foam to create an environment conducive to healing and granulation tissue formation.3,6 This device was one of several developed by their group that uses suction to treat wounds, which they defined as negative pressure wound therapy (NPWT). The forces that resulted from the application of suction differed from the traditional dressings such as elastic compression wraps that often applied a compressive force to the wound.

Although a number of device systems have been described, currently, the most popular clinical systems use open pore foam dressings, which result in the formation of tiny, dome-like structures at the wound surface that cause microdeformations to the wound surface. Therefore, we use the term microdeformational wound therapy (MDWT) for devices that deform wounds on the micron to millimeter scale, incurring morphological and functional changes in cells that further improve wound healing.7 As an aside, the application of MDWT actually generates a seemingly paradoxical increase in pressure below the wound surface, reinforcing MDWT as the clearest definition for such therapies.8

The VAC System The Vacuum Assisted Closure (VAC) system is a relatively new technology in wound management. The general system is made up of 4 major components: (1) a filler material/sponge placed into the wound; (2) a semi-permeable dressing to isolate the wound environment and allow the vacuum system to transmit subatmospheric pressures to the wound surface; (3) a connecting tube; and (4) and a vacuum system (Figure 3). A fluid 7 

collection canister is also incorporated with the device. As a precautionary measure, an alarm sounds if the canister is full, alerting clinicians to potential bleeding problems.9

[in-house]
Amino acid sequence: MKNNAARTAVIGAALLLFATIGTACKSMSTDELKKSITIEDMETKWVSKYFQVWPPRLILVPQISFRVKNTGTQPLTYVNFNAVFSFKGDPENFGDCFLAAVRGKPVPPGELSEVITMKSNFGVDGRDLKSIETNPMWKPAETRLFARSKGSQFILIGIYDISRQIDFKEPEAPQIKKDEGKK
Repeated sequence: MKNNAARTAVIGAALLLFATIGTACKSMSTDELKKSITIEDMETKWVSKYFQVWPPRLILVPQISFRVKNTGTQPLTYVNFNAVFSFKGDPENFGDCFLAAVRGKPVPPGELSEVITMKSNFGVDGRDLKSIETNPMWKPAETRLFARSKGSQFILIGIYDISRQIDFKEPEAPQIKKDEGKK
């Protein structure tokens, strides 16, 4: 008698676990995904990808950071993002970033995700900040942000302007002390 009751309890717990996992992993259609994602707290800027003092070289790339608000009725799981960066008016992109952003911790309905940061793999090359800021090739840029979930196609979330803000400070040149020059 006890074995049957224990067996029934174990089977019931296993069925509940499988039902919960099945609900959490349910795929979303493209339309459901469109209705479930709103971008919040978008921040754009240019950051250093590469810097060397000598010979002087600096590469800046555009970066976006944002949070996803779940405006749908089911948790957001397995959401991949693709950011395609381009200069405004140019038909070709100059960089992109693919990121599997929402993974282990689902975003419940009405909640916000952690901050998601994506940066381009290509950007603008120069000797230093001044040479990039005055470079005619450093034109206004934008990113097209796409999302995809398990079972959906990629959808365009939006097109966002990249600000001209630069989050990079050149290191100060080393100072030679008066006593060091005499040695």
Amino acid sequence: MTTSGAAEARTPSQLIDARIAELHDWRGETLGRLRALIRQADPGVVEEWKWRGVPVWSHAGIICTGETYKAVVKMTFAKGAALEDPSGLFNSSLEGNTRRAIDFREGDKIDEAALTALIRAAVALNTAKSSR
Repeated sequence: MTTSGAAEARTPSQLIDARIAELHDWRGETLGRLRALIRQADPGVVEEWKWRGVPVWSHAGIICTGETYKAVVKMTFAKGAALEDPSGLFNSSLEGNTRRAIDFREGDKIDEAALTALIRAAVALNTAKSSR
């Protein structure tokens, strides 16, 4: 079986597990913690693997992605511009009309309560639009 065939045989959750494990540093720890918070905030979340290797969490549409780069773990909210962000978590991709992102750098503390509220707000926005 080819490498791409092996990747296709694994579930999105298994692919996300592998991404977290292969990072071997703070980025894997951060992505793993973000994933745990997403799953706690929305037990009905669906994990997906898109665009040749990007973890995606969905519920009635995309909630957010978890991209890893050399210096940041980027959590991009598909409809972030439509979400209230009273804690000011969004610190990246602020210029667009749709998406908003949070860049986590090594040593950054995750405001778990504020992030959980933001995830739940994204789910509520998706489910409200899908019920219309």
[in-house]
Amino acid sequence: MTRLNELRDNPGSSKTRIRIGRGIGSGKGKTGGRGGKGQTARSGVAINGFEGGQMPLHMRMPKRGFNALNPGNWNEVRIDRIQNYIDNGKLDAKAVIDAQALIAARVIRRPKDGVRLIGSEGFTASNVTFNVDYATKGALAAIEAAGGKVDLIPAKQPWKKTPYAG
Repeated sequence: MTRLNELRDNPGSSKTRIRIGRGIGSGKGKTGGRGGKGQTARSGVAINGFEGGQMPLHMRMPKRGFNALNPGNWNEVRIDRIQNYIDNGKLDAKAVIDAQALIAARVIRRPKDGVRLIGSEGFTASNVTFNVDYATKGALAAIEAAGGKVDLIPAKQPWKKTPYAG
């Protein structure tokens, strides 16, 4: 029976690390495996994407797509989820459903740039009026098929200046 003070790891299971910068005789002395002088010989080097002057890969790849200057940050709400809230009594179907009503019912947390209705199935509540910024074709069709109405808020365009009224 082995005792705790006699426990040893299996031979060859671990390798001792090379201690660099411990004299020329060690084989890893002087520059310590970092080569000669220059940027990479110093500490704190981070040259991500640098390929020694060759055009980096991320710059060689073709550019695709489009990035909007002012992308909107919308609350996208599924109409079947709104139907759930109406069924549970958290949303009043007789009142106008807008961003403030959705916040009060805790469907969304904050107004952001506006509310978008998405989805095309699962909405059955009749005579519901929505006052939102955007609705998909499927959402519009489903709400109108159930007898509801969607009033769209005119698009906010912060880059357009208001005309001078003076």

The structure of the material packed into the wound may be important in the efficacy of NPWT. Though different materials may be used with various NPWT devices, a reticulated, open pore foam is the most common. This foam is made up of many cells/bubbles that are highly interconnected. This structure, as the name suggests, resembles a three-dimensional net, which is in the form of a lattice of open-faced polyhedra. Importantly, this attribute permits the vacuum to be distributed evenly throughout the foam and improves fluid drainage.

As part of the commercial VAC system, three general types of foam are available, black polyurethane ether (VAC® GranuFoam™, KCI), black polyurethane ester (VAC® VeraFlow™, KCI) and white polyvinyl alcohol (VAC® WhiteFoam™, KCI). Other types of foams are available in other commercial devices and other types of interface materials continue to be developed. The traditional polyurethane ether foam is hydrophobic, whereas the polyvinyl alcohol and polyurethane ester foams are more hydrophilic. The polyurethane ester devices are designed for use with instillation therapy. Clinicians have often used the traditional polyurethane ether foams for wounds with large fluid drainage and for stimulating granulation tissue formation. In contrast, the polyvinyl alcohol sponges have been used in cases where the wound tunnels or when delicate underlying structures, such as tendons or 8 

blood vessels, need to be protected. Finally, the increased density and smaller pores of the white foam help to restrict in-growth of granulation tissue, diminishing pain associated with dressing changes and reducing risk when hypergranulation is a concern.10,11

NPWT therapy is most commonly applied to an open wound, accelerating the healing process and bringing the wound margins closer together. Other uses, methods of application and different patient conditions will be discussed at greater length in the section, Clinical Applications of NPWT, following an explanation of the mechanisms of action. Overall, the healing of both acute and chronic wounds is improved through the combination of components that include the wound-foam interface, semi-occlusive microenvironment, and the mechanical forces incorporated into NPWT.

Part II – Mechanisms of action